/ Technology

London’s broadband lottery makes mockery of ‘up to’ speeds

Map of London with pin in Canary Wharf

It’s a lottery out there when it comes to broadband speed – even if you live in a highly populated place like London. I happen to live in the postcode with the capital’s slowest connection, and I’m not happy.

I pay for 20 megabits per second broadband from one of the big internet providers. Yet, what speed do I get in reality? According to research by Top10.com, I’d be lucky to enjoy 3.7Mbps.

Sure, it’s not as slow as dial-up, and I can still watch BBC iPlayer, but I pay for much more and I live in London!

Broadband speed discrepancies in London

It’s all part of the broadband lottery, and despite what you might think, it’s not just a battle between the rural and the urban. Londoners face a big discrepancy in broadband speed depending on their postcode.

The postcode worst affected in the city is good old E14, better known as the Isle of Dogs and Canary Wharf. The area’s average speed, compiled by tests submitted by residents, was 3.7Mbps – a speed that would take four hours to download a film. Let’s just say, I don’t try to do that too often.

East London is badly affected elsewhere, with Shoreditch and Bethnal Green also struggling to get above 5Mbps. This is compared to the city’s fastest areas – Upper Edmonton and Hamstead, where both enjoy on average over 16Mbps.

Now, I’m ‘lucky’ that my ISP provides ‘up to’ 20Mbps broadband no matter what package I pay for, but I happen to be on their most expensive deal for ‘unlimited’ browsing and downloads.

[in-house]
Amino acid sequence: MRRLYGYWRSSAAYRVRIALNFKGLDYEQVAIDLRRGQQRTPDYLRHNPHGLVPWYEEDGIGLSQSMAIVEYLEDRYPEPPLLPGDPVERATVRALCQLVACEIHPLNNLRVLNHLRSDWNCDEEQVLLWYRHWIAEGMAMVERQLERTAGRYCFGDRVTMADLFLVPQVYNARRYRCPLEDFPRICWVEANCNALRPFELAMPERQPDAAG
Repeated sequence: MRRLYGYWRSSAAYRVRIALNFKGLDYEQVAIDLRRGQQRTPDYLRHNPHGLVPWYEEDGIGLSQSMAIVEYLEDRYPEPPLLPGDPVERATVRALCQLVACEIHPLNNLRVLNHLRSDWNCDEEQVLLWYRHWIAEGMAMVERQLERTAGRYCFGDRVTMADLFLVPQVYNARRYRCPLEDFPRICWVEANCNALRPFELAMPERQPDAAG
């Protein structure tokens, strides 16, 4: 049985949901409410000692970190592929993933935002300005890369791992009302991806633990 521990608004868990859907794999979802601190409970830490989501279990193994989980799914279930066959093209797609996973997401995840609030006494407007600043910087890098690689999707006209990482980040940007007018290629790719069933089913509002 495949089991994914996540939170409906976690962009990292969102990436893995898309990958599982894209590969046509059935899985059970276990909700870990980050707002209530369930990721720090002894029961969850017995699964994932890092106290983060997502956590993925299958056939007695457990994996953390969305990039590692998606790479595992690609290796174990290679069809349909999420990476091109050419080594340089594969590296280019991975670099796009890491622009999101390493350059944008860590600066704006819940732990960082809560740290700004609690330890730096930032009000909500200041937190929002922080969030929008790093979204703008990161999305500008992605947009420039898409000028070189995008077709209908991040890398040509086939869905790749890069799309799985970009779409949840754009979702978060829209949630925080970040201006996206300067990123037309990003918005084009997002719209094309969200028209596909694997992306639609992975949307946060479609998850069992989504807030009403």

Nevertheless, I’m still only getting a quarter of the speed I pay for. So shouldn’t I get a tasty discount? Why should people in Canary Wharf have to pay as much as those in Edmonton?

The ‘up to’ in broadband advertising

I know most of us realise that the term ‘up to’ is meant to suggest the speed is a guide rather than a guarantee. But when there’s a massive gap between what’s advertised and what people actually get it really does make a mockery of current broadband advertising.

I wonder if ISPs would like it if I changed my payments to ‘up to’ £15 depending on what mood I’m in, or what state my bank balance is in? Ceri Stanaway, our broadband expert at Which? had this to say on the matter:

‘Broadband advertising should reflect the speeds that most of us can get in practice, not the speeds that a handful of fortunate broadband users get some of the time. Which? will continue to represent consumers to the ASA, Ofcom and industry to help them develop a meaningful and honest way of advertising broadband speeds.’

And yes, I know, rural dwellers have got it even worse, with Which? Convo commenter Keith asking why rural areas are ‘charged the same fees as town dwellers’. But maybe, if you don’t get the speed that’s advertised you should pay less, no matter where you live? Or better, broadband providers’ misleading use of ‘up to’ speeds should be done away with altogether.

Comments
Guest

Well clearly the words “up to” are a complete cop out and legally absolve the providers from doing anything at all. My ISP promises “up to” 8 meg, BT tell me the maximum I can expect is 5.5 meg and quite frequently in the evenings and at weekends it collapses to 32-16 kps. As you might imagine they’re under a deadline to get it sorted.

Guest

Yep, I’m in the slowest part of London, and it sucks! Even our unlimited broadband seems to get slower at the end of each month. Its a cop out, we pay as much as everyone else (if not more we are on the highest premium) and we get the worst service….